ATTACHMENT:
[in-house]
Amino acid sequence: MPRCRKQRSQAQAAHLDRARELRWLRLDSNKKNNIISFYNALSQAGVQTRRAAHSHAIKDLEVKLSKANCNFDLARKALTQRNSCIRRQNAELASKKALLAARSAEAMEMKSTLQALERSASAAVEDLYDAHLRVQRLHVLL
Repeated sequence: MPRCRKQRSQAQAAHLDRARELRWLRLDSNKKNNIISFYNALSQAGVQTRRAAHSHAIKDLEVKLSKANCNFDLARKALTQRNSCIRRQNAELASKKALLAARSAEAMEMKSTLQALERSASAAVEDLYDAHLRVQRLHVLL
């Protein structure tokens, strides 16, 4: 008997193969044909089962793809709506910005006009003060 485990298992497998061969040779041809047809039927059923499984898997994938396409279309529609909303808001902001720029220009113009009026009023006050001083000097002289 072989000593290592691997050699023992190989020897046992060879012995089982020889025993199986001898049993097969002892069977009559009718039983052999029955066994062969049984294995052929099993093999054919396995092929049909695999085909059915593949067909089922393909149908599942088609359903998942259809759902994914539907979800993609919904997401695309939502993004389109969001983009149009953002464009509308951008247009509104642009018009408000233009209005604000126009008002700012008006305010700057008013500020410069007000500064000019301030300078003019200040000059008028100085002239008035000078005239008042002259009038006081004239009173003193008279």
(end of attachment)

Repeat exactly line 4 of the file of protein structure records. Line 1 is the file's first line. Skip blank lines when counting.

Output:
């Protein structure tokens, strides 16, 4: 008997193969044909089962793809709506910005006009003060 485990298992497998061969040779041809047809039927059923499984898997994938396409279309529609909303808001902001720029220009113009009026009023006050001083000097002289 072989000593290592691997050699023992190989020897046992060879012995089982020889025993199986001898049993097969002892069977009559009718039983052999029955066994062969049984294995052929099993093999054919396995092929049909695999085909059915593949067909089922393909149908599942088609359903998942259809759902994914539907979800993609919904997401695309939502993004389109969001983009149009953002464009509308951008247009509104642009018009408000233009209005604000126009008002700012008006305010700057008013500020410069007000500064000019301030300078003019200040000059008028100085002239008035000078005239008042002259009038006081004239009173003193008279």